Can green computing outlast current trend?
Is green computing here to stay? If Larry Vertal has a say--which he does at chipmaker Advanced Micro Devices and industry consortium Green Grid--energy-efficient computing will stay on every tech company's agenda.
While his title is senior strategist, Vertal is actually point person -- sometimes "lightning rod" -- for everything involved in AMD's green initiatives. He's also a board member of Green Grid, of which AMD is a founding member.
Consortia have a spotty record for impact in the tech industry, but Vertal sees reason to believe Green Grid--now with dozens of member companies--can make progress developing a road map, standards, and best practices for energy efficiency in the data center, and eventually for all computer devices.
Companies, including AMD's archrival, Intel, have a shared interest, so they're "taking off the boxing gloves" while working on green goals, Vertal says. "It's a rare chance to have an impact socially that's good and to work on the behalf of good business," he says.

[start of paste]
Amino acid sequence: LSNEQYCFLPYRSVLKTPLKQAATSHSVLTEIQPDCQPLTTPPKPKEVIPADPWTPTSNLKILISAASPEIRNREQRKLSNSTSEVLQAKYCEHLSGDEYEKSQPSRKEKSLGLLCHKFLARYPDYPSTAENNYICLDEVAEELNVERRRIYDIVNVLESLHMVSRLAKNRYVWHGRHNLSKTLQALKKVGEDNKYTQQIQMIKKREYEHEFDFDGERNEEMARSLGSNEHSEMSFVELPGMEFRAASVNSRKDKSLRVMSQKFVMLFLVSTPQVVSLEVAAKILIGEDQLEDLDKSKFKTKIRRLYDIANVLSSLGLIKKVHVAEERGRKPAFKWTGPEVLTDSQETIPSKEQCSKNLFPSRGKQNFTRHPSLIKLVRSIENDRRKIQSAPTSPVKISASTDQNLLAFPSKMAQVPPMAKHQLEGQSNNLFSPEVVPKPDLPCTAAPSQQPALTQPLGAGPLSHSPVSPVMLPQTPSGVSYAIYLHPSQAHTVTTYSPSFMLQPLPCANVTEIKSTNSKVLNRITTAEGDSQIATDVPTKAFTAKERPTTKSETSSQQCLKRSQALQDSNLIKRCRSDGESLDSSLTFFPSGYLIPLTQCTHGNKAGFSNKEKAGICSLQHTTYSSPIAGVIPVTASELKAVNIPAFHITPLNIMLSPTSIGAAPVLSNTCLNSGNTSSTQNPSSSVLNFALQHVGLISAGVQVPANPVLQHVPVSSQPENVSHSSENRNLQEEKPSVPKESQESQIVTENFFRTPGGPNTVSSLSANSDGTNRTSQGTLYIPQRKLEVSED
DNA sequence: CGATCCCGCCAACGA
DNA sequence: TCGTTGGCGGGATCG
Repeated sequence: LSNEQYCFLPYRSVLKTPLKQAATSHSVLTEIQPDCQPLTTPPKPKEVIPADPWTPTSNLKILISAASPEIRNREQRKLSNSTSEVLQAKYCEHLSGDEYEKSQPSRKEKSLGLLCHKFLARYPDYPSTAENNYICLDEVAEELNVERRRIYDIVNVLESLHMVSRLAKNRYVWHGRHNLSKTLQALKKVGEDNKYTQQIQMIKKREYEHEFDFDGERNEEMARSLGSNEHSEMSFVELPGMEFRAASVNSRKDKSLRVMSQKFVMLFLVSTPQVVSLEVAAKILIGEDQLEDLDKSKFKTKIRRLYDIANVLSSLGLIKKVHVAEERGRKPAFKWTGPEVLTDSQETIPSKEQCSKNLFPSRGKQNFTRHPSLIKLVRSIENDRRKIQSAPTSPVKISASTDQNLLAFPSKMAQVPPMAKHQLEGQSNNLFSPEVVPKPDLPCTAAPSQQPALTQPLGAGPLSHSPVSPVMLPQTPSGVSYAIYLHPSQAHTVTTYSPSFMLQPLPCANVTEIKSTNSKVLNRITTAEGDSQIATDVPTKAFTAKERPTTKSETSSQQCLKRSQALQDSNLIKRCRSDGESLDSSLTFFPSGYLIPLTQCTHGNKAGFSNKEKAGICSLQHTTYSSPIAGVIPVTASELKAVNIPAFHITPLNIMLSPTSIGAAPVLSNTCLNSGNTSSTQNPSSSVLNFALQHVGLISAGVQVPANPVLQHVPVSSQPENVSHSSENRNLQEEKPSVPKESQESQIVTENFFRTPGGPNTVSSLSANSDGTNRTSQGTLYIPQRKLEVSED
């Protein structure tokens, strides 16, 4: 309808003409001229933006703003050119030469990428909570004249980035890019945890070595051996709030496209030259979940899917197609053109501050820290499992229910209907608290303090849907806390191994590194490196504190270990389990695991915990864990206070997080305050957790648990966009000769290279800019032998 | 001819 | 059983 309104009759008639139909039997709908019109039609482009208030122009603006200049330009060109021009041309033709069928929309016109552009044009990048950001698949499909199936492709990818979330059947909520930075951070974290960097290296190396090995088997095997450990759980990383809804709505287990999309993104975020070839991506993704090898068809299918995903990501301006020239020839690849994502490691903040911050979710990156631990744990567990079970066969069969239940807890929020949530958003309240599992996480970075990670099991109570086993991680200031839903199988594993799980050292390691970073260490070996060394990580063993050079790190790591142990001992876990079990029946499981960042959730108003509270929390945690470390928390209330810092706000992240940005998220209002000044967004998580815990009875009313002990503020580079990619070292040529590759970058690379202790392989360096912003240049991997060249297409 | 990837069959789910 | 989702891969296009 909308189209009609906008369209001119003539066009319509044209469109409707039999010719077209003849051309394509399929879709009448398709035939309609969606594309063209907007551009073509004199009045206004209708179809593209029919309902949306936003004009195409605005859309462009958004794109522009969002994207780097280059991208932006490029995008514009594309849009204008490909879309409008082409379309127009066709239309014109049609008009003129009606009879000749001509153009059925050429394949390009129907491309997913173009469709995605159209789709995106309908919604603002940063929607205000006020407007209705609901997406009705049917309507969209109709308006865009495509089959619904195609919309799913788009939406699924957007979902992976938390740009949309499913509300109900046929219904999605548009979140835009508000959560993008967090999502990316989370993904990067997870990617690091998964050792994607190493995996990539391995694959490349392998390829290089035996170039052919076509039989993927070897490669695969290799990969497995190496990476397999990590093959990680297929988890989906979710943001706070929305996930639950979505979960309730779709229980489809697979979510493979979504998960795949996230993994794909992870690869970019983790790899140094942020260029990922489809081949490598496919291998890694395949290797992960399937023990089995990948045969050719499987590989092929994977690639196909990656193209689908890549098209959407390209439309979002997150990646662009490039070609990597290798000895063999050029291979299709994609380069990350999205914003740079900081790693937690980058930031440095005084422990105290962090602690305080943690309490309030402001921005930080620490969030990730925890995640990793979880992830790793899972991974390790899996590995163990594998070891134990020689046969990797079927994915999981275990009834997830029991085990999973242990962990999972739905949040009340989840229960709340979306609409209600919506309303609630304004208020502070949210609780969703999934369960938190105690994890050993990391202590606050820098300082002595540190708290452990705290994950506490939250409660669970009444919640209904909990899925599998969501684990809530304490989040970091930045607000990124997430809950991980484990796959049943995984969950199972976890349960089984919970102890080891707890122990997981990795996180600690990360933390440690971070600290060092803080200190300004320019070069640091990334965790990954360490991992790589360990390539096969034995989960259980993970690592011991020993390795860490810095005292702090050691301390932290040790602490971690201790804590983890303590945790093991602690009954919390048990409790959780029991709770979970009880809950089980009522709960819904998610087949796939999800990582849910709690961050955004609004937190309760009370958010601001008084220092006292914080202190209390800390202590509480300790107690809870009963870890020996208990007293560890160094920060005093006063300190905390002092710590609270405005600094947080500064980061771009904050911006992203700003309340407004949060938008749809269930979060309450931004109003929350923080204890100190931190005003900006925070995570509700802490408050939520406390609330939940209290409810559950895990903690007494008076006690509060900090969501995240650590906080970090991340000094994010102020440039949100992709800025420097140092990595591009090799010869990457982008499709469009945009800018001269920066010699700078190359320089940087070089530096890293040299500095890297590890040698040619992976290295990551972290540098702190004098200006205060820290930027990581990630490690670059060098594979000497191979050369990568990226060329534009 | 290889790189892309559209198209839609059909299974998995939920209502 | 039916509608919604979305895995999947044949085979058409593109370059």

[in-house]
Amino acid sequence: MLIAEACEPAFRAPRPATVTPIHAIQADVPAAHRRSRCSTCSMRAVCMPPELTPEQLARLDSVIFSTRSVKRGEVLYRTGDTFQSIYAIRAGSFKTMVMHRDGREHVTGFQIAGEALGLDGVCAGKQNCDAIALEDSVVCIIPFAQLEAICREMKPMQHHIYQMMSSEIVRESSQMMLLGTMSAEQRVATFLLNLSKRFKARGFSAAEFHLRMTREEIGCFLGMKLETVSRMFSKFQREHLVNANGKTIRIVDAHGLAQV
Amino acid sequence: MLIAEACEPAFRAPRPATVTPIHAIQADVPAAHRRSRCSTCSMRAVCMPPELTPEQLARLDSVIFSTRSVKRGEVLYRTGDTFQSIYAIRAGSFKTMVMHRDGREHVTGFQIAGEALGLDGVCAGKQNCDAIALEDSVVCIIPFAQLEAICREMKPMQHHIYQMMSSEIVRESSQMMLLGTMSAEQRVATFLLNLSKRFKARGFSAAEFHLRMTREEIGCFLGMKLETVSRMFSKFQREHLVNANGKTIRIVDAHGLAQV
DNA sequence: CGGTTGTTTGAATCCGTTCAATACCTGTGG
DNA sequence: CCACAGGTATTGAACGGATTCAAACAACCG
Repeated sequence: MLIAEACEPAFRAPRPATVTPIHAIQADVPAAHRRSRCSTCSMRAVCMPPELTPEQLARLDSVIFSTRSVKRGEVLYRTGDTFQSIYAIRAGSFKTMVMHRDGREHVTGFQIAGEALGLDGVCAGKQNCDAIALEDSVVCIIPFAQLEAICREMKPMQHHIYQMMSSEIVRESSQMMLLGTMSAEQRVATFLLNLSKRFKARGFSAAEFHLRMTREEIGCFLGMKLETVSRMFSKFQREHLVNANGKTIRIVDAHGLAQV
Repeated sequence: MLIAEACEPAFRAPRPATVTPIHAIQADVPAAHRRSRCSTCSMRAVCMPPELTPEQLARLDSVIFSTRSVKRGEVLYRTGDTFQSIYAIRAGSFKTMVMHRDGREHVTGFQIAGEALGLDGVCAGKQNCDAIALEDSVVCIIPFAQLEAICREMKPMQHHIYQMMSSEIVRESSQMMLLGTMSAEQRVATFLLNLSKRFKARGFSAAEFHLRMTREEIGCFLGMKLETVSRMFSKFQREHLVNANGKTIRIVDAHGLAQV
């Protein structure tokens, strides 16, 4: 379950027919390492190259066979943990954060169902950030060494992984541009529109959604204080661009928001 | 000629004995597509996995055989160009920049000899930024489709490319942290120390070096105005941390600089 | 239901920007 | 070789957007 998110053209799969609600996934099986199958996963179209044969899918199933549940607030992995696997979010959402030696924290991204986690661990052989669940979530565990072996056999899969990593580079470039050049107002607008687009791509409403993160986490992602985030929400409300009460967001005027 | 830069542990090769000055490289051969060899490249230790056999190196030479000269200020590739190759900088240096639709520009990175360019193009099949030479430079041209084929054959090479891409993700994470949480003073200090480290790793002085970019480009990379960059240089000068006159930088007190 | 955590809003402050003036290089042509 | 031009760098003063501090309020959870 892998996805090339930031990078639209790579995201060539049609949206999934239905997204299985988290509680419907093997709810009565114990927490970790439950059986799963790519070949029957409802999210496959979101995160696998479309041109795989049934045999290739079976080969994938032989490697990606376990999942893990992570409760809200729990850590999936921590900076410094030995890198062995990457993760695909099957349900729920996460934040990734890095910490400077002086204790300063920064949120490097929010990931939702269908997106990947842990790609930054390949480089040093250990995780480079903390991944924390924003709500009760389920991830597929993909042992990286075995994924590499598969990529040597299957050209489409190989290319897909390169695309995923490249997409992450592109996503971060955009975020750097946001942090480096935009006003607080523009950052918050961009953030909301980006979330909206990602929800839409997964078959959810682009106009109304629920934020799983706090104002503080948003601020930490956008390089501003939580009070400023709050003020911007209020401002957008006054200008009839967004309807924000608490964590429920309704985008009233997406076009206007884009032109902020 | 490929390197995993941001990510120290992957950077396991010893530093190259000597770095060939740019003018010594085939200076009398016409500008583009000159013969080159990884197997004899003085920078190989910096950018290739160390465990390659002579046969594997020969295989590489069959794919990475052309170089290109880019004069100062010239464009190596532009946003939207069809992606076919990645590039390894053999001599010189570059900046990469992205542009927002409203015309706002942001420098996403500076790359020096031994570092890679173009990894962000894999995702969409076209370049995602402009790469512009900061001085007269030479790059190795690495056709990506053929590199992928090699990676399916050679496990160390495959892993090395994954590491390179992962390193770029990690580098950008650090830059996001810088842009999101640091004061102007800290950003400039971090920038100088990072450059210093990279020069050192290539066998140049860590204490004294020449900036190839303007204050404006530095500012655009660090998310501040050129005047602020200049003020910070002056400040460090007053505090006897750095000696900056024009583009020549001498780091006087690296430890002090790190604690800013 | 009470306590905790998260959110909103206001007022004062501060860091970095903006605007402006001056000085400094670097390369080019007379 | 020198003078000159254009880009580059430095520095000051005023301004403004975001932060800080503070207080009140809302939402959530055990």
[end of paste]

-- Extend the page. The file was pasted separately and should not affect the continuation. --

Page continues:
A background in bacteriology and chemistry helps Vertal as he works with cutting-edge researchers, as well as the marketing pros.
"I need to be a jack-of- all-trades to pull this all together," he says. "But my scientific grounding helps a lot."
Vertal knows there's an element of fad in today's green movement. But there's also "real substance in energy efficiency, especially as energy costs continue to rise."
That should keep companies' attention long enough for Vertal and his Green Grid peers to do some good.
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